There is this blog http://www.helpforkp.com/keratosis_pilaris_forum.html The thinking is that it is a genetic condition with parents passing it along to offspring. But I wonder if the environment of the parents is what causes the offspring to get the skin condition. As in rosacea and ezcema. Don't know. Just speculation.
Dr Art Ayers thinks that most of the problems we have with skin originate with the gut bacteria flora out of whack. http://coolinginflammation.blogspot.com/ Roam around his site.
He recently talked about oligossacarides being used as a fiber that ferments in the gut to heal the gut. Foods that contain oligossacarides fibers are Jerusalem artichokes, artichokes, burdock root, chicory, jicama and pectin. Look around his site. He does answer specific question directly.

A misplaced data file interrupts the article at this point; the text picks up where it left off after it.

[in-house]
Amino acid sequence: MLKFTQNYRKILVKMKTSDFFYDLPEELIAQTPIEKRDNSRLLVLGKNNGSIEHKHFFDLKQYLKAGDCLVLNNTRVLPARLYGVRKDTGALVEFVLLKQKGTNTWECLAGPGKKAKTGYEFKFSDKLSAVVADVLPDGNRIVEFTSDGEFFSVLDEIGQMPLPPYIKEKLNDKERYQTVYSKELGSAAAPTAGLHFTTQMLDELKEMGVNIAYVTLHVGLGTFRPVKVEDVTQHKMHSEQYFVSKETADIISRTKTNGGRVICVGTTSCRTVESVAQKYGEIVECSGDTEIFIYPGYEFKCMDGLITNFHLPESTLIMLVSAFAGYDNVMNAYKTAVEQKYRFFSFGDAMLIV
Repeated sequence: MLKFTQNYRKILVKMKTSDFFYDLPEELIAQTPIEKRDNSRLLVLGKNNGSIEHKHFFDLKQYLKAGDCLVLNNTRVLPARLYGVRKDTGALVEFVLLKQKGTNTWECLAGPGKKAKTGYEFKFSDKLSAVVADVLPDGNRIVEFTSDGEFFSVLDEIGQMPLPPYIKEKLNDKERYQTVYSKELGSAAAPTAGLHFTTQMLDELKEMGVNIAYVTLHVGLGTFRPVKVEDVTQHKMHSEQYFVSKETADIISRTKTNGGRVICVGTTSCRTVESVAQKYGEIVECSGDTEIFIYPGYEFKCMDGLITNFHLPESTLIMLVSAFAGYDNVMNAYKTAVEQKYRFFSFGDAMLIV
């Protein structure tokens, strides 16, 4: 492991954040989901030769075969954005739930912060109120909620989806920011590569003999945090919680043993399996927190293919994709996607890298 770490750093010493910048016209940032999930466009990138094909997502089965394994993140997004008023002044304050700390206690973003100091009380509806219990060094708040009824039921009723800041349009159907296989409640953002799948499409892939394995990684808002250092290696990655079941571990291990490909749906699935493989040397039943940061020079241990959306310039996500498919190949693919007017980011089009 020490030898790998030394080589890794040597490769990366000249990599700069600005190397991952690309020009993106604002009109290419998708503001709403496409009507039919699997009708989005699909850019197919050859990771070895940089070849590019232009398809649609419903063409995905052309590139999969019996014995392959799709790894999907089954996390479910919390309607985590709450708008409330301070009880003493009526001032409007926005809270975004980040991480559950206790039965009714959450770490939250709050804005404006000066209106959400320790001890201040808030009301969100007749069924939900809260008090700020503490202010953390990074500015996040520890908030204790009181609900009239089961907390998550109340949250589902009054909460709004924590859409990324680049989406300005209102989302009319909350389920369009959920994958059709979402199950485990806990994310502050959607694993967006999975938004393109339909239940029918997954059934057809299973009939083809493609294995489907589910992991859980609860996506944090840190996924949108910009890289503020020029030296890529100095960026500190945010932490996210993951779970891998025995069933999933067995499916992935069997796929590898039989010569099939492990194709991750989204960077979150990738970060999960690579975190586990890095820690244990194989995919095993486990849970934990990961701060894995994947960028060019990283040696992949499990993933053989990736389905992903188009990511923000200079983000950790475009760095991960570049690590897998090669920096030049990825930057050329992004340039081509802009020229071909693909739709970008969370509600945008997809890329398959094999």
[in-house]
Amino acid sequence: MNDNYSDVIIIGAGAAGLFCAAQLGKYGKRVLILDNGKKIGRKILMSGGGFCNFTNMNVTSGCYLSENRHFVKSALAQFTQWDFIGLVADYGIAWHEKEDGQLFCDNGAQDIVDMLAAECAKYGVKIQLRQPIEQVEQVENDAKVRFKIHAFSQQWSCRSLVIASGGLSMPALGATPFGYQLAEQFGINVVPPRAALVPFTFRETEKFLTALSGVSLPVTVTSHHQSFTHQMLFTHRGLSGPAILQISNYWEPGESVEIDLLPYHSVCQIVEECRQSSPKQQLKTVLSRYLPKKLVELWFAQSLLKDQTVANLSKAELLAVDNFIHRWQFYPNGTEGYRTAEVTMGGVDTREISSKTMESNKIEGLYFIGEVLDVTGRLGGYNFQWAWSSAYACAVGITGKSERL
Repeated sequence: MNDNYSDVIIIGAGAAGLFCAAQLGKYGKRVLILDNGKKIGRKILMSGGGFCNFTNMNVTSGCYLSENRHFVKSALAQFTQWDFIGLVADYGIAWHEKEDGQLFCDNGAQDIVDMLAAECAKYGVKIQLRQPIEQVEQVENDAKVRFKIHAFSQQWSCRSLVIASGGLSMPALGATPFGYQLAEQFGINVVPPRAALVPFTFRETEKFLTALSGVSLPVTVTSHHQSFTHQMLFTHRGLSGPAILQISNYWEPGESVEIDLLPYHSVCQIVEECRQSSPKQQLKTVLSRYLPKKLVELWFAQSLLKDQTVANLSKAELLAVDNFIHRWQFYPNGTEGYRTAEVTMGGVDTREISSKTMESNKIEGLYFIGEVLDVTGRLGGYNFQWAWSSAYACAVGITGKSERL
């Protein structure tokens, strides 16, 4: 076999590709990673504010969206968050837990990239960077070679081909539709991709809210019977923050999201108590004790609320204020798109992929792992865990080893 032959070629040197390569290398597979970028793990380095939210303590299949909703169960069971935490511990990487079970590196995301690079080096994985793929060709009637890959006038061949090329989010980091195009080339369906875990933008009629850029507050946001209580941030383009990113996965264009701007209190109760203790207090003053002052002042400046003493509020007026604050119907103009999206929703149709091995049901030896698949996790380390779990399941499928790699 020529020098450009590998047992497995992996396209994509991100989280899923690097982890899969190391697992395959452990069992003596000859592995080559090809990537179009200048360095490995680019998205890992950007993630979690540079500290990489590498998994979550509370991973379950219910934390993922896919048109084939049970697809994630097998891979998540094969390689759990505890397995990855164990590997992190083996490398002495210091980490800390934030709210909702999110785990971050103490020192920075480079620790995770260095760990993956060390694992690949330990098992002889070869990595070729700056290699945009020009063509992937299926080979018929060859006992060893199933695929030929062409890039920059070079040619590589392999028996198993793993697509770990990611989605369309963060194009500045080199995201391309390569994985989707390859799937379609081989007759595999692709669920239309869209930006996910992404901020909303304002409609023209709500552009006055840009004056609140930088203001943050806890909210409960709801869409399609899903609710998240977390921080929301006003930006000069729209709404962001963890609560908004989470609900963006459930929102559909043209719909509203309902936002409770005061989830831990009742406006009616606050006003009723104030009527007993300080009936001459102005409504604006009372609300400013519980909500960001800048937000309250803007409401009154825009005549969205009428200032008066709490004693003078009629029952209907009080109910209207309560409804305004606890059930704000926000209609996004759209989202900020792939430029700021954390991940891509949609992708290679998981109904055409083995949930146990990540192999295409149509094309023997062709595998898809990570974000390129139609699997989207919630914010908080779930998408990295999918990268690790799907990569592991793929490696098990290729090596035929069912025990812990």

I was able to find fresh burdock root in my local organic store. I chew on some every day. My cost was $6 a pound but you get a lot by the pound. And I found chicory and powdered burdock root at http://www.herbco.com/ Monterey Bay Herb and Spice.
Definitely eliminate the soy sauce. It contains wheat as well as soy.
on April 15, 2010
at 12:36 PM
It doesn't seem possible to fully get rid of it, except with advancing age. That said, BOTH vitamin A and vitamin D help me quite a bit. Given D's other benefits and A's potential antagonism of such benefits, I don't overdo A for the sake of my arms... By the way, I did try once a lot of A and it still only improves to a point.
on April 22, 2010
at 06:19 PM
This is what worked for me: 1. Don't use soap, it's not needed is dries out your skin and makes me itchy 2. Take a long enough bath or shower that the keratin softens a bit 3. SCRUB! exfoliate with a bath mitt, salt whatever or once you get out use a dry towel scrub off loose skin 4. Next is chemical exfoliation, I use apple cider vinegar on a cotton ball and apply it to my arms 5. then coconut oil for moisture